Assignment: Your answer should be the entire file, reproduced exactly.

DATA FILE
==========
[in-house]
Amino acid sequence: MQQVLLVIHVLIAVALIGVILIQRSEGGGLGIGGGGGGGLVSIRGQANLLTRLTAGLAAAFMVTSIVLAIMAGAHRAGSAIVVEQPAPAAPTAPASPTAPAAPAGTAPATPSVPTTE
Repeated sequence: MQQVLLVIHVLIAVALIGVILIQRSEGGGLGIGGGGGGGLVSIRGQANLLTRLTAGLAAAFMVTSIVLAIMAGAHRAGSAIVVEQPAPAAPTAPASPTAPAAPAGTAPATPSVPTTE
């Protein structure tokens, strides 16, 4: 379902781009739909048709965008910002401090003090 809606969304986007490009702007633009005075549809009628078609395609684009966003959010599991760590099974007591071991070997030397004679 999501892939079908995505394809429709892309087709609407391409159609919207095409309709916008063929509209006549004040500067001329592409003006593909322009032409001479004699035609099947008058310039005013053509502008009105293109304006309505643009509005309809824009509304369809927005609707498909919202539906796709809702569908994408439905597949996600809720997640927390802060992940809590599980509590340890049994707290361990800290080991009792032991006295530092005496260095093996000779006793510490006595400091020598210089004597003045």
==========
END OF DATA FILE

[in-house]
Amino acid sequence: MQQVLLVIHVLIAVALIGVILIQRSEGGGLGIGGGGGGGLVSIRGQANLLTRLTAGLAAAFMVTSIVLAIMAGAHRAGSAIVVEQPAPAAPTAPASPTAPAAPAGTAPATPSVPTTE
Repeated sequence: MQQVLLVIHVLIAVALIGVILIQRSEGGGLGIGGGGGGGLVSIRGQANLLTRLTAGLAAAFMVTSIVLAIMAGAHRAGSAIVVEQPAPAAPTAPASPTAPAAPAGTAPATPSVPTTE
């Protein structure tokens, strides 16, 4: 379902781009739909048709965008910002401090003090 809606969304986007490009702007633009005075549809009628078609395609684009966003959010599991760590099974007591071991070997030397004679 999501892939079908995505394809429709892309087709609407391409159609919207095409309709916008063929509209006549004040500067001329592409003006593909322009032409001479004699035609099947008058310039005013053509502008009105293109304006309505643009509005309809824009509304369809927005609707498909919202539906796709809702569908994408439905597949996600809720997640927390802060992940809590599980509590340890049994707290361990800290080991009792032991006295530092005496260095093996000779006793510490006595400091020598210089004597003045």